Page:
Statement by President Cyril Ramaphosa at the Inaugural Meeting of the African Union Contact Group on Libya, Oyo, Republic of Congo, 12 March 2020
Your Excellency, President Denis Sassou N’Guesso, Chairperson of the AU High-level Committee on Libya and the AU Contact Group on Libya,
Your Excellency, President Idriss Déby Itno, President of the Republic of Chad,
Your Excellency Moussa Faki, Chairperson of the African Union Commission,
Representatives of the Presidents of the Arab Republic of Egypt and the Republic of Algeria,
Representative of the UN Secretary General,
Ladies and Gentlemen,
Allow me to take this opportunity to thank our gracious host, His Excellency President Sassou N’Guesso for convening this inaugural meeting of the African Union Contact Group on Libya.
This structure has been established pursuant to the decision of the 33rd Session of the Assembly of Heads of State and Government that was held in Addis Ababa, Ethiopia from the 9th to the 10th of February 2020.
As the Assembly we agreed to establish this Contact Group to provide political leadership and to promote the coordination of international efforts in pursuit of a lasting solution to the Libyan crisis.
Since we met in Addis Ababa, there has been a further deterioration of the peace and security situation in Libya, and this has in turn has worsened the already grave humanitarian situation.
Military activity in the capital Tripoli has escalated.
On the 20th of February 2020, Tripoli came under heavy rocket fire, breaking the ceasefire that was in place at the time.
A strategic port was hit, resulting in the peace talks being temporarily suspended.
The ongoing strife in Libya has dangerous repercussions for the security and stability of the region and the continent in general.
Furthermore, continued political and military interference by external actors in the affairs of Libya undermine the fundamental interests and rights of the Libyan people and their aspirations for freedom, peace, democracy and development.
As the African Union we note with mounting concern the devastating impact of the conflict on the lives of Libyan civilians, particularly on women and children.
In this regard, we call for a ceasefire to be implemented with urgent and immediate effect.
We are disappointed that the much-anticipated ceasefire talks of the Libyan Joint Military Group in Geneva, Switzerland from the 18th to the 24th of February 2020 did not result in a positive outcome.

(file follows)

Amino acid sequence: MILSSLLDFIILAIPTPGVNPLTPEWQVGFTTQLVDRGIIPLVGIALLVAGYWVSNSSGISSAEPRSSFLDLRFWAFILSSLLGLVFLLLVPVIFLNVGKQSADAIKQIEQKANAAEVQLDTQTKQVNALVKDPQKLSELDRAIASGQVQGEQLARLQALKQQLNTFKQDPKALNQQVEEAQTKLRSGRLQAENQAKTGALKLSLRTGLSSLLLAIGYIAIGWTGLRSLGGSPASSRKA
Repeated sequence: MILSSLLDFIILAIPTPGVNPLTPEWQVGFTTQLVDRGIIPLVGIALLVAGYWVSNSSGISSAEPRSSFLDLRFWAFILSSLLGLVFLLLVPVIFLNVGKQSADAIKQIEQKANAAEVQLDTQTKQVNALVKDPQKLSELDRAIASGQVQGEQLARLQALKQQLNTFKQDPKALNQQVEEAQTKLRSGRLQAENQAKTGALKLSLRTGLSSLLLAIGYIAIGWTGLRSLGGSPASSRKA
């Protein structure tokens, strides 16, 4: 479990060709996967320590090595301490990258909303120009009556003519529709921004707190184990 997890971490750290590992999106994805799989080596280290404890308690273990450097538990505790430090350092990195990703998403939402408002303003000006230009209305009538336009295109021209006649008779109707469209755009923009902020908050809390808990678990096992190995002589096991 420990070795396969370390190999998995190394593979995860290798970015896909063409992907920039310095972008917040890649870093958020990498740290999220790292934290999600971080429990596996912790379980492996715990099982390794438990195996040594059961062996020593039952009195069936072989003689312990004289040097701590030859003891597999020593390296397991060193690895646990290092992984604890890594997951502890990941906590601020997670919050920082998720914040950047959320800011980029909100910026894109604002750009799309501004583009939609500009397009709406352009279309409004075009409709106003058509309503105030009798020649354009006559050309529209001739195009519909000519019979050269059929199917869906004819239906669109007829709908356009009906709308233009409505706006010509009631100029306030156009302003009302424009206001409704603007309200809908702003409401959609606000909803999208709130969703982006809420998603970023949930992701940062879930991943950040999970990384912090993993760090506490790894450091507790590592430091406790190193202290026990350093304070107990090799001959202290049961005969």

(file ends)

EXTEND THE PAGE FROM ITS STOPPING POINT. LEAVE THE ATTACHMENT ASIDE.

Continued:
In spite of this, we continue to stress the need for inclusive dialogue between all Libyan parties to the conflict, in recognition that it is only by sitting around the negotiating table that a durable solution can be reached.
In this, the year that the African Union has dedicated to Silencing the Guns in Africa, we must be at the forefront of efforts to bring the warring parties together.
The convening of this Contact Group is a resounding affirmation of the fact that it is the Libyan people and them alone who must determine the country’s future course, and that our role is to actively support them in this regard.
We must be firm and resolute that Africa’s problems must be solved by Africans.
We must continue to advance AU-UN collaboration as we work towards a political solution, reconciliation process and lasting peace; a process that must be led by the Libyan people, driven by the Libyan people and upheld by the Libyan people.
We emphasise Libyan ownership of this process without the interference of external actors.
We reaffirm the decision of the 33rd Ordinary Session of the Assembly of the AU calling on all outside actors to immediately and permanently put an end to their interventions that continue to undermine the sovereignty, unity and territorial integrity of Libya.
In this regard, we view the implementation of the arms embargo as an important instrument to stem the illicit flow of arms into Libya and the Sahel region.
We wish to reiterate that there can be no military solution to the conflict in Libya.
All Libyan parties, community leaders and non-governmental organisations should commit to dialogue.
The parties must urgently commit to a ceasefire and thereafter work towards securing a political agreement.
We welcome the deadline set by the UN Support Mission in Libya (UNSMIL) for a draft ceasefire agreement to be reached and finalised in March.
As South Africa we have repeatedly stated our support for this, including recently when we delivered our statement on the situation in Libya during a UN Security Council debate.
We further support the goal of unification of the country’s institutions, the holding of national elections, and enhancing security, stability and living conditions for the Libyan people.
This includes the unification and integration of the Libyan armed forces.
In conclusion, I wish to stress that the negotiation of a ceasefire, its enforcement and observation is the critical first step in creating conducive conditions for a lasting peace.
It will pave the way for an all-inclusive inter-Libyan dialogue, and lead to national reconciliation and unity.
It is goal we all share, and it is a goal we must all work together to see realised.
Addressing the Libyan Congress of the People in March 1999, the late South African President Nelson Mandela said:
“The men and women of Libya are prominent amongst those who will help make the next century one in which our continent, and the developing world as a whole, take their rightful place in world affairs.”
If we are to meet the aspirations of Agenda 2063 of an Africa free from conflict, war and human rights violations, we must do all within our power to ensure peace dawns in Libya, and that our sister country and its people truly assume their rightful place among the stable, prosperous and peace-loving nations of the world.
I thank you.
Issued by the Presidency of the Republic of South Africa